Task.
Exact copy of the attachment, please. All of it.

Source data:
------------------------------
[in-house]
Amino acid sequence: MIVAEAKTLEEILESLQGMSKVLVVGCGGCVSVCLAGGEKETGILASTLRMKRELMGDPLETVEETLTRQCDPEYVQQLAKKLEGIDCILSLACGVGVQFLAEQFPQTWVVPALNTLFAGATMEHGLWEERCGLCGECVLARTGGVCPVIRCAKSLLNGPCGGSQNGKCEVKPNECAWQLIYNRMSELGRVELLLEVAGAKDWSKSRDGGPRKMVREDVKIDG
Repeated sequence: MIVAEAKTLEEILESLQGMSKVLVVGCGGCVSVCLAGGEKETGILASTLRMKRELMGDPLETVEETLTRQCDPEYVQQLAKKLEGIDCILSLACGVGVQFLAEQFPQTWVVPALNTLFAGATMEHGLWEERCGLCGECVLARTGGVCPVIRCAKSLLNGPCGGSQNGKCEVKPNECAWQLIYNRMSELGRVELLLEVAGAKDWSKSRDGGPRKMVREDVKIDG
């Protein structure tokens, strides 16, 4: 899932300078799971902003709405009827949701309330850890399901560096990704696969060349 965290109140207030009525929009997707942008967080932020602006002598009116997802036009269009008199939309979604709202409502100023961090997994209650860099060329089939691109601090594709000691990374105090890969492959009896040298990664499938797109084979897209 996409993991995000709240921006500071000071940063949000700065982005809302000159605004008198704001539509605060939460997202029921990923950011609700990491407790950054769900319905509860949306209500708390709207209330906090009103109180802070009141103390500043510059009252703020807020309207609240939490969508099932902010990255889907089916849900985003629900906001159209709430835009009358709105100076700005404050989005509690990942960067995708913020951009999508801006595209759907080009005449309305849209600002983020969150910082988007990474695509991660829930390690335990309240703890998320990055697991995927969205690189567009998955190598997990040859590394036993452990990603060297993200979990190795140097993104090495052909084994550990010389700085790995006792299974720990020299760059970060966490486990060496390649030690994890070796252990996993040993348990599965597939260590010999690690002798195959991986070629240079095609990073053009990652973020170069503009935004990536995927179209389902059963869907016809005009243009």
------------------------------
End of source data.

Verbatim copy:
[in-house]
Amino acid sequence: MIVAEAKTLEEILESLQGMSKVLVVGCGGCVSVCLAGGEKETGILASTLRMKRELMGDPLETVEETLTRQCDPEYVQQLAKKLEGIDCILSLACGVGVQFLAEQFPQTWVVPALNTLFAGATMEHGLWEERCGLCGECVLARTGGVCPVIRCAKSLLNGPCGGSQNGKCEVKPNECAWQLIYNRMSELGRVELLLEVAGAKDWSKSRDGGPRKMVREDVKIDG
Repeated sequence: MIVAEAKTLEEILESLQGMSKVLVVGCGGCVSVCLAGGEKETGILASTLRMKRELMGDPLETVEETLTRQCDPEYVQQLAKKLEGIDCILSLACGVGVQFLAEQFPQTWVVPALNTLFAGATMEHGLWEERCGLCGECVLARTGGVCPVIRCAKSLLNGPCGGSQNGKCEVKPNECAWQLIYNRMSELGRVELLLEVAGAKDWSKSRDGGPRKMVREDVKIDG
């Protein structure tokens, strides 16, 4: 899932300078799971902003709405009827949701309330850890399901560096990704696969060349 965290109140207030009525929009997707942008967080932020602006002598009116997802036009269009008199939309979604709202409502100023961090997994209650860099060329089939691109601090594709000691990374105090890969492959009896040298990664499938797109084979897209 996409993991995000709240921006500071000071940063949000700065982005809302000159605004008198704001539509605060939460997202029921990923950011609700990491407790950054769900319905509860949306209500708390709207209330906090009103109180802070009141103390500043510059009252703020807020309207609240939490969508099932902010990255889907089916849900985003629900906001159209709430835009009358709105100076700005404050989005509690990942960067995708913020951009999508801006595209759907080009005449309305849209600002983020969150910082988007990474695509991660829930390690335990309240703890998320990055697991995927969205690189567009998955190598997990040859590394036993452990990603060297993200979990190795140097993104090495052909084994550990010389700085790995006792299974720990020299760059970060966490486990060496390649030690994890070796252990996993040993348990599965597939260590010999690690002798195959991986070629240079095609990073053009990652973020170069503009935004990536995927179209389902059963869907016809005009243009």